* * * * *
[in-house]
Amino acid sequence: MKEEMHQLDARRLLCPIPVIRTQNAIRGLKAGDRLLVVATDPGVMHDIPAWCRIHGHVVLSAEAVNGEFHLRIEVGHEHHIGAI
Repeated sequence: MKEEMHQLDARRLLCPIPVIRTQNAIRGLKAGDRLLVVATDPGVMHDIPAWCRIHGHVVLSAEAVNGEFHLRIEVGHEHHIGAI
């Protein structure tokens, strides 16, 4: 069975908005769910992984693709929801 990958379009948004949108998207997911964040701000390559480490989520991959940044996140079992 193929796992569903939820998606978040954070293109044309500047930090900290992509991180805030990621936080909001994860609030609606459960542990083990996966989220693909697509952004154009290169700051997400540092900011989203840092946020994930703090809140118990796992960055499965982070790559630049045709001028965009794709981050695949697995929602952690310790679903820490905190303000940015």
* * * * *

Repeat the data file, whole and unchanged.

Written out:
[in-house]
Amino acid sequence: MKEEMHQLDARRLLCPIPVIRTQNAIRGLKAGDRLLVVATDPGVMHDIPAWCRIHGHVVLSAEAVNGEFHLRIEVGHEHHIGAI
Repeated sequence: MKEEMHQLDARRLLCPIPVIRTQNAIRGLKAGDRLLVVATDPGVMHDIPAWCRIHGHVVLSAEAVNGEFHLRIEVGHEHHIGAI
């Protein structure tokens, strides 16, 4: 069975908005769910992984693709929801 990958379009948004949108998207997911964040701000390559480490989520991959940044996140079992 193929796992569903939820998606978040954070293109044309500047930090900290992509991180805030990621936080909001994860609030609606459960542990083990996966989220693909697509952004154009290169700051997400540092900011989203840092946020994930703090809140118990796992960055499965982070790559630049045709001028965009794709981050695949697995929602952690310790679903820490905190303000940015």